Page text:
Israel’s persistent forgetting of God, which led it into idolatry, brought them eventually into judgment. The Israelites forgot God initially through carelessness. They were distracted by the needs of the times. They were focused so much on the issues of the present that they neglected the foundational truths of the past. They disobeyed the commandments intended for their health and protection, and they forgot God. Thus, when the idols of the peoples offered quick solutions to their needs, the Israelites, who had forgotten God carelessly, were only too ready to forget Him deliberately. They were willing to set aside the God who had saved them because the gods of the peoples seemed ready, willing, and able to help.
It is easy for us as modern Christians to point the finger at the Israelites and take them to task for the fact that they forgot God. The complaining we see in the wilderness, the cycle of apostasy, judgment, and restoration that we see in Judges, the good king/bad king alternations that we see in 1–2 Kings—these all emphasize the incessant inability of the Israelites to heed Moses’ admonition to “take care lest you forget the LORD, who brought you out of the land of Egypt, out of the house of slavery” (Deut. 6:12). We get tired when we read through Jeremiah and chapter after chapter is devoted to enumerating the sins of Israel and telling of Israel’s coming judgment. We feel that we are superior to Israel, more spiritual, less likely to forget God.
But we, too, get distracted by the demands of our days, by the busyness of our times. We forget that as Moses warned that declining from the commandments of God displays a forgetting of God, the same applies to us. We tend to think that ignoring, or rather, not fully living up to one commandment of God is a small thing. But the result is not simply disobedience. It is the beginning of idolatry, of making a god in our own image, a god we can easily obey. But did Jesus not say, “If you love me, you will keep my commandments” (John 14:15)? Yet, we find His commandments so easy to ignore. “Be kind to one another, tenderhearted, forgiving one another, as God in Christ forgave you” (Eph. 4:32), Paul says, but we want to hold on to offenses and resentments. It feels good to bear a grudge. But that is not the way Christ teaches. To bear a grudge, to envy the gifts and graces of others, to covet the possessions of oth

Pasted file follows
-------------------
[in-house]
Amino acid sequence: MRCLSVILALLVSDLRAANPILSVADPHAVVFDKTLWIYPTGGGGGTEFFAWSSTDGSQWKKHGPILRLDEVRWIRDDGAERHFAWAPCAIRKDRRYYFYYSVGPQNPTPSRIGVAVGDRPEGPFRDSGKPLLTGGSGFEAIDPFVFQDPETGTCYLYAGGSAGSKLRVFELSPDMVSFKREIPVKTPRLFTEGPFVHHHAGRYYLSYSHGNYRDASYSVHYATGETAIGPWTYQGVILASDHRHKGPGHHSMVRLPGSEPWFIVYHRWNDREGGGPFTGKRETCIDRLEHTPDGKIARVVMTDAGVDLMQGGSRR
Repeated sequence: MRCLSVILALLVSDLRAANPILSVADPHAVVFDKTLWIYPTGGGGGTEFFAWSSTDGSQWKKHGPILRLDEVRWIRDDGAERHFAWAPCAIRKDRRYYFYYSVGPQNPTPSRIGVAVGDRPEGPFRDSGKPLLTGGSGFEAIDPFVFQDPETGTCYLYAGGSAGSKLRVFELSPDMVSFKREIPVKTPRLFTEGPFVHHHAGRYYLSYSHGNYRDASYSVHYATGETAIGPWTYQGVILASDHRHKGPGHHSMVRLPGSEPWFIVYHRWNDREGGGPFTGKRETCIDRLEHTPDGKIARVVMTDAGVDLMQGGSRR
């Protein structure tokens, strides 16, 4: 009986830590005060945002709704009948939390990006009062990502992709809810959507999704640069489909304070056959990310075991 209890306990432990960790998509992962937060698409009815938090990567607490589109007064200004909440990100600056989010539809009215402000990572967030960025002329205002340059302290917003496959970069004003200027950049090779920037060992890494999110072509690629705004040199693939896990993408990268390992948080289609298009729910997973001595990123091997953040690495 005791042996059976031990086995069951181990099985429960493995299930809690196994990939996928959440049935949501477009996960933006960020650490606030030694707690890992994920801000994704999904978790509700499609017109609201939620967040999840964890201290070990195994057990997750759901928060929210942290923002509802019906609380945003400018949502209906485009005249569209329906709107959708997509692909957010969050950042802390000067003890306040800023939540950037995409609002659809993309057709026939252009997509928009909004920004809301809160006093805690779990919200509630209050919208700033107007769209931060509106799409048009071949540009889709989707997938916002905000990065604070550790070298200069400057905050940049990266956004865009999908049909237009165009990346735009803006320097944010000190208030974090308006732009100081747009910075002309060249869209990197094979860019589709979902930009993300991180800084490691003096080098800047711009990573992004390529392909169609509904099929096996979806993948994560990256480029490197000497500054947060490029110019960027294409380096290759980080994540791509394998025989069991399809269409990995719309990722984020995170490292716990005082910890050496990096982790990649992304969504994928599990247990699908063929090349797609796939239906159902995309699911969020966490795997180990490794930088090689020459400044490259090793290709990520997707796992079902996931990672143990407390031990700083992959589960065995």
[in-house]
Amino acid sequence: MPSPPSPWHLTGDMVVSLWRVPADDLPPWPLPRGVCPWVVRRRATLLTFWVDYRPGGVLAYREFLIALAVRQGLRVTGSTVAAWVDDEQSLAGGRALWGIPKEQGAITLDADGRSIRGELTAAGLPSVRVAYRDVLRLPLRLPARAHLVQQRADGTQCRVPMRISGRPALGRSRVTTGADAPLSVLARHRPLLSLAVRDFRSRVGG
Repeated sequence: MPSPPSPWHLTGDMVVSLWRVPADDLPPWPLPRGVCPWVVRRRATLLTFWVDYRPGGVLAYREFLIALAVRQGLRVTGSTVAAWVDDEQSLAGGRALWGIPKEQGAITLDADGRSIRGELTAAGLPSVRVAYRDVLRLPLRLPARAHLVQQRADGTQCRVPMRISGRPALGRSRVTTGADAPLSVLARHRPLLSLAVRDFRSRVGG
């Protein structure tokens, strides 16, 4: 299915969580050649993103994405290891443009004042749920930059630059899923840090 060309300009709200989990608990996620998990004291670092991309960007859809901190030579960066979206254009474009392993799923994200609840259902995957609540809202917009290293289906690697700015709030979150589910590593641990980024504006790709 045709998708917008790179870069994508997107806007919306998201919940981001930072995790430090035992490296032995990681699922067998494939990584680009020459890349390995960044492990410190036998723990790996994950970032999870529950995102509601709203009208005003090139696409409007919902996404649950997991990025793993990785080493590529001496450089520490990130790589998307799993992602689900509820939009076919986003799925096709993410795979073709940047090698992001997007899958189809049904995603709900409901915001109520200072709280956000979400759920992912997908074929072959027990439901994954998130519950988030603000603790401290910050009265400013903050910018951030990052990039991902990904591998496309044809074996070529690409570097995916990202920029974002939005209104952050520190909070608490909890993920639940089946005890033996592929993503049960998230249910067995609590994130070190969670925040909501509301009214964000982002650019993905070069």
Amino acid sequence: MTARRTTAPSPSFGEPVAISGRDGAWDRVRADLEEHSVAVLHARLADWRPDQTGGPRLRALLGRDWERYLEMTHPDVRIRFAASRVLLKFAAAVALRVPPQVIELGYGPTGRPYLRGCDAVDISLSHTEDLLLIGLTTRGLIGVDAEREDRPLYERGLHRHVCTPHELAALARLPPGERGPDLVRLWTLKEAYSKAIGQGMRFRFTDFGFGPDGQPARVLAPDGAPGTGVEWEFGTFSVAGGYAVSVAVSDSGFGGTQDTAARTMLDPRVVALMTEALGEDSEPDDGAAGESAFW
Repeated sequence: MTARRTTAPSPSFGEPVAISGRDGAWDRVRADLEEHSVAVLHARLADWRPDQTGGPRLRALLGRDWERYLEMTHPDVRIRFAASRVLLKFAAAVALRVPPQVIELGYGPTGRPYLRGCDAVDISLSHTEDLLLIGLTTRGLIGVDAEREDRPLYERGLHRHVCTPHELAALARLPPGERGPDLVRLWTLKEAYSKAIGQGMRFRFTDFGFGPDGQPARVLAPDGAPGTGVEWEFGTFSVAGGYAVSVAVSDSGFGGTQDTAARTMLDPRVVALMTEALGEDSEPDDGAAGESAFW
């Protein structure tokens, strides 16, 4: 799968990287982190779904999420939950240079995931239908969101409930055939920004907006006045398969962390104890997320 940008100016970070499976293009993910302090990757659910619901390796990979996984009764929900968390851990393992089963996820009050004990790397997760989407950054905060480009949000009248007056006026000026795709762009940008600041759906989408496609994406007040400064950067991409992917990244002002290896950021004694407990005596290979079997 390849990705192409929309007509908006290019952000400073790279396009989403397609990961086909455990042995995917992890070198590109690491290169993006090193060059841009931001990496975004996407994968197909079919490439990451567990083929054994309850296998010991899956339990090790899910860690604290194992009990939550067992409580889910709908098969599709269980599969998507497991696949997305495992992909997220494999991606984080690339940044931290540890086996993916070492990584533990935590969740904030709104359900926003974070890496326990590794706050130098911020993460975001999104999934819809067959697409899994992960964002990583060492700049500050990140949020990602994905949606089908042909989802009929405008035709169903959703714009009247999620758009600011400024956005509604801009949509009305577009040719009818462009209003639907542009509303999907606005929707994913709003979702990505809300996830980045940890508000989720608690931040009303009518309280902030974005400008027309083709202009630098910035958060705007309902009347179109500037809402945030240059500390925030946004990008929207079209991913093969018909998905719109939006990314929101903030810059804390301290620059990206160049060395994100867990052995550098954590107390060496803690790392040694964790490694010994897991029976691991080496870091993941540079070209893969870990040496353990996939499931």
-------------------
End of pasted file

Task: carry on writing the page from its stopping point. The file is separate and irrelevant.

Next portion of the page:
ers—these are steps on the way to forgetting God.
We are not to neglect meeting together, “as is the habit of some,” but encourage one another (Heb. 10:25). But it is easier to neglect that meeting. Other things must be done; other things are more important. I remember a fellow student when I was in graduate school. He was a New Testament specialist. But he did not go to church on Sunday. I once asked him why. He said that he had better things to do on a Sunday morning. I knew other students, mostly undergraduates, who were mostly diligent about attending Sunday morning services but not Sunday evening worship. The explanation? They had to study for Monday’s classes.
These things are so easy to understand, so easy even to empathize with. Yet, it is the beginning of forgetting God. The demands of life pile up and it’s all too easy to skip church. We need to love our neighbors as ourselves, but it’s so inconvenient. It requires too much time, too much energy. So we don’t. We give them a pat on the back and wish them well, but we don’t provide what they need (see James 2:14–17). Such is the beginning of the careless forgetting of God. But it doesn’t stop there. It develops into an active resentment of those who would place demands on our time and commitments. And before we know it, we have forgotten God. Even worse, we have begun to follow other gods and have become committed to their ways.